Aberdeen's Ryan Jack is picking up the pace of progress

One difference between Scottish football and the continental fare, according to Aberdeen's Ryan Jack, is pace.
Midfielder Ryan Jack struggled with injuries last season.  Picture: Craig Foy/SNSMidfielder Ryan Jack struggled with injuries last season.  Picture: Craig Foy/SNS
Midfielder Ryan Jack struggled with injuries last season. Picture: Craig Foy/SNS

“The Scottish game is quicker. Everything is at 100mph,” he said as he looked back on previous tilts at Europa League qualification and trying to assess the club’s chances of progressing towards the group stages this term.

In front of the media, Jack is quiet and tentative, not one for hogging headlines. But none of that matters to his gaffer, Derek McInnes, who sees him as a winner, which is why he promoted him to the leadership role last term.

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Still just 24, he lacks the experience and the gravitas of his predecessor, Russell Anderson, but he has the respect of his peers and his boss.

“He’ll dig people out, he demands standards in training, he doesn’t like losing, which is always a decent trait,” said McInnes, explaining why he has no regrets about placing Jack in that position. “But we’ve got others like that so it doesn’t just fall on him to be the one who’s shouting and bawling. We don’t want bad practice to go without being chastised, we want to make sure we try to make demands of ourselves and he has an important role in that.”

Which is why last season was such a source of frustration. Personally, he was dogged by injuries and failed to consistently reach the standards he had set for himself the year previous, while, as a team, they came up short in Europe, due in part to a lack of self-belief according to the midfielder, and in the Premiership, having passed up too many chances to really turn the screw and deny Celtic the title.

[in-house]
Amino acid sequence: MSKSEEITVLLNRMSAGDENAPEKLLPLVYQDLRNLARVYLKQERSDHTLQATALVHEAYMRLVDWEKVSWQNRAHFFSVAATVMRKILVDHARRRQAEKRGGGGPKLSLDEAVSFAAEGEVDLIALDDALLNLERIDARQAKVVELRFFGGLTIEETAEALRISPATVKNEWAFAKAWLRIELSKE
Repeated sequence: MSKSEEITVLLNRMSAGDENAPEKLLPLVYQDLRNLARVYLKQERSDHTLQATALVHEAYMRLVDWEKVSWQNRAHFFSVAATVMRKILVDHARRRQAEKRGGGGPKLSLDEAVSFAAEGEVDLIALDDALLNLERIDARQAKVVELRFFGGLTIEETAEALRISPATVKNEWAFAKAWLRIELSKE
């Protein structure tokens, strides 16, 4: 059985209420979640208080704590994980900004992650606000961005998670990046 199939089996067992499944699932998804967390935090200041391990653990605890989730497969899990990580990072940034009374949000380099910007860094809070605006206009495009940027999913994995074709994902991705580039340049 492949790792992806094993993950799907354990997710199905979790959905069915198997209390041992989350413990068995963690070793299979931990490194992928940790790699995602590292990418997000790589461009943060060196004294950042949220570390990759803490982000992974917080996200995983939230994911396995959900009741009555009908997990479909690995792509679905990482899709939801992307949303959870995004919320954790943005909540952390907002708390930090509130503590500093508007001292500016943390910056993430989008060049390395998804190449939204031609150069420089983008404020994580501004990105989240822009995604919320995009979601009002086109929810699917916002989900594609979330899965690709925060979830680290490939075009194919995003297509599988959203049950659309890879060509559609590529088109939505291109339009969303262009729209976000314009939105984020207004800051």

But lessons have been learned and Jack heads into this campaign fit and confident, even if the first match in Europe is bearing down on them fast. On Thursday they kick off the competitive season by welcoming Luxembourg’s Fola Esch to Pittodrie, for the first leg in the first of three qualifiers that will have to be negotiated if they want to make the Europa League group stage.

“It’s obviously a different style compared to the Scottish game,” said Jack. “It’s a bit more technical and there’s maybe a bit more thought involved. It’s one we’ve adapted to very well over the last two seasons. I don’t see why we can’t do well this season as well.”

Last season they got within touching distance of their target but having given opponents Kairat Almaty a head start in both legs, they ultimately lost out 3-2 on aggregate to the Kazakhstan side.

“If we’d played at home first it might have been a totally different tie, if we’d had the chance to see them,” said Jack of the step into unknown territory. “We’d have known we were the better side. The conditions made it tough over there and they came flying out the traps. One of their goals was a screamer, so there wasn’t much we could do about that but we definitely were frustrated. We thought we could’ve got through. It was a lesson learned about believing in ourselves. There was no fear, maybe we just sat back and didn’t show our true selves.

“I think the group stage would be the next step if we really want to show ourselves on the biggest stage. With the players we have and the team spirit, everything’s in place. We can give it a real go this season.”

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Although they failed to make the group stage, the matches in Europe did give them a springboard to make a splash when the Premiership got under way, winning their opening eight games to lay down a marker for the rest of the campaign.

“There’s always a buzz to start the league campaign. You always want to do well and hopefully the European games will give us that match sharpness to start well,” said Jack. “We know at the back of our minds that the league is our bread and butter. You could say there are bigger names coming in and that will only help Scottish football, improve our league and the status of Scottish football. The standard is very good and it can only get better.

“Last season was more frustrating for me than any other. I had quite a few injuries so it was very stop-start. We started the season very strongly as a team. We went on the European run and the eight-game unbeaten run in the league. But then to get the injuries was frustrating. I’m hoping I’ll stay injury-free this year and I can give it a real go. Hopefully we can achieve something.”

The season ended with the Pittodrie side 15 points adrift of Celtic but Jack believes that winning margin does not paint a clear picture of how close things were at times and he knows matters could have panned out differently.

“Last season, it definitely wasn’t a fair reflection. We had so many chances to put ourselves top of the league and we never quite got there. Things never quite worked out how we wanted, but that’s football, you just have to bounce back from it.”